I took 8H1 on late, due to maternity cover. My set 3 went to the cover teacher and I took on set 1. Because of the limited amount of time we've spent together I didn't ask them to complete all the questions.

What did Mr. Taylor do well?

What can Mr. Taylor do better next year?

Summary: It was easy to have fun lessons with them - mostly engaged students who are switched on and good at discussing maths in real terms and its applications to real-life. They've given me a lot of food for thought and just like 7Y1, I'm hoping I can reward this lot next year. One thing that we will definitely do is a Friday afternoon quiz/test and problem solving.

Our set 5 class isn't outstanding - too many kids who don't want to be at school and aren't bothered about failing. Little work ethic, poor punctuality and a 'Do it for me' attitude can be used to describe 70% of them. Hopefully the summer will force them to mature and they'll come back with a better attitude.

What went well?

What didn't go so well?

What did Mr. Taylor do well?

What can Mr. Taylor do better next year?

Summary: I can't say much went well, but I am hopeful for some Unit 2 Exam results (available August 23). I did all I could for them this year and had all pupils put their half in then we'd have some decent results to come back. It appears that the older kids enjoy sarcasm and 'dissing', and they've not given me a great deal that I think I can work with.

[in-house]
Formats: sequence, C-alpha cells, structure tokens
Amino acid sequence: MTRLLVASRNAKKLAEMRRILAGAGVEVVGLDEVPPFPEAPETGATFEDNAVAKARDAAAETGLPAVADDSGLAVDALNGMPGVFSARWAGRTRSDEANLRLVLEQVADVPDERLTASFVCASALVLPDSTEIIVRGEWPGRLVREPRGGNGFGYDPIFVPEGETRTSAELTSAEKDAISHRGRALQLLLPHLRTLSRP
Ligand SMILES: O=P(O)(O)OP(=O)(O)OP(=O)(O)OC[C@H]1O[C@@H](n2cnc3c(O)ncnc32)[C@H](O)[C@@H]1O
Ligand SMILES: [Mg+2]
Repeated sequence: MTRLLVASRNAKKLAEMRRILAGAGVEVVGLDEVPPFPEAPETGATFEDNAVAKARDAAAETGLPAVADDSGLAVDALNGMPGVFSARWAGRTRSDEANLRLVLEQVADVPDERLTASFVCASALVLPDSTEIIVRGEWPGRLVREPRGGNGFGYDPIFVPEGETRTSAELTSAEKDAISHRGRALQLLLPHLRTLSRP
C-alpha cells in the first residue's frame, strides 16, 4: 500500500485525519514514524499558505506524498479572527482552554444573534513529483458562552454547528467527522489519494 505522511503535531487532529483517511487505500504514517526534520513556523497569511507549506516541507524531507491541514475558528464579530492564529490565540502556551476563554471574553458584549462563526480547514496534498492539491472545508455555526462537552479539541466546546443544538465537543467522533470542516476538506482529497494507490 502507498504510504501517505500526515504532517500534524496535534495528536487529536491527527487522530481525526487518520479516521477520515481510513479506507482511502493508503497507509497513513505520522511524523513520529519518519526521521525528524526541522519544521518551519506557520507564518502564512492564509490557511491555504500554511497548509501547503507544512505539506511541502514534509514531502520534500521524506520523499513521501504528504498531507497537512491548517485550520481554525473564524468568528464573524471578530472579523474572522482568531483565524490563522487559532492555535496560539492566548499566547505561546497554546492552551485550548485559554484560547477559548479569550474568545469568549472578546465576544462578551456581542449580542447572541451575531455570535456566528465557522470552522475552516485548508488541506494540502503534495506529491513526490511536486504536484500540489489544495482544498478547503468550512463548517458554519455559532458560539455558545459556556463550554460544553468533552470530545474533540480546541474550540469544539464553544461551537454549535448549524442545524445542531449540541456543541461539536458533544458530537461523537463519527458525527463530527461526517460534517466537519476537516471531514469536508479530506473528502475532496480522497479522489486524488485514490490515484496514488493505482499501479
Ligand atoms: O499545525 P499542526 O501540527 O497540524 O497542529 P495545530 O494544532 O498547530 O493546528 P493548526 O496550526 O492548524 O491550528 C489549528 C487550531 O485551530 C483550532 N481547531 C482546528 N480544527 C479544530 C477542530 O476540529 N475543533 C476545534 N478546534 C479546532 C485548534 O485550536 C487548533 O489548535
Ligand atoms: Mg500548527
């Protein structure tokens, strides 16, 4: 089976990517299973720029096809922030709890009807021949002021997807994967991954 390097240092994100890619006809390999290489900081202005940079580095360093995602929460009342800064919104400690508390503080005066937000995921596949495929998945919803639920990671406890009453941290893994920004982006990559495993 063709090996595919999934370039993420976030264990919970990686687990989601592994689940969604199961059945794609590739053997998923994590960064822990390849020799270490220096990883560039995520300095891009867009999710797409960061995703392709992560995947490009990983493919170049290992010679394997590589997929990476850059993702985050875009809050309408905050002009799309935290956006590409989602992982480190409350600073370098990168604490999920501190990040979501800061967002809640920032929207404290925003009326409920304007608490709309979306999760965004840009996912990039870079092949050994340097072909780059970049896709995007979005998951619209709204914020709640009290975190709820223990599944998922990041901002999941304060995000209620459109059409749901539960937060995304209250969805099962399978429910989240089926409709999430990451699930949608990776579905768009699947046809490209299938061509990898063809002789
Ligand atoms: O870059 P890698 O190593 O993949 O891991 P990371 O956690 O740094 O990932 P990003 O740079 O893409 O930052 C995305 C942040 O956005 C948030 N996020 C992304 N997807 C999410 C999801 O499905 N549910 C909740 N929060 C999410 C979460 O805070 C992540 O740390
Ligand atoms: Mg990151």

Thursday, 19 July 2012

Best End of Term Lesson Ever.

I've been helping out with Year 5 taster days lately, which I've enjoyed a lot, and wanted to take one of the activities into my Year 7 class. The idea is that you make this:

It pretty much filled the room from floor to ceiling.

I've had a great year with 7Y1. They've performed above themselves, with many achieving above the median and (despite them being the weaker of our two set 1s in year 7) achieving the highest scores we've had for quite a while. I wanted to repay them for their patience (at one time their trainee teacher wasn't always there and for about a month they didn't know which teacher they would be having - which makes 31 of us! - and at another they had continuous supply for three weeks whilst I worked with year 11 in extra sessions) and reward them for being consistently awesome. As I told them before they left, I've enjoyed their classes so much this year and I'm a little sad that I won't teach them next year.

The activity is centred around tetrahedrons.

Build one and ask: Who knows what this shape is? What's its special name?

One of the class came in to work with Year 5 and demonstrated building one for the class, going around and helping others as we worked.

This is what you'll need:
(Six dowel rods and a pile of elastic bands)

Every joint must be banded tightly - so have loads of bands available as many will be snapped - so that the structure is as strong as possible.

Step 1: Get three rods and put them side by side. Put an elastic band around one end, tightly, so that your rods look like this:

Step 2: Twist two of the rods around, leaving two at a right angle to the other one. You're going to put two more alongside the one by itself, tying as you did in Step 1 at the other end.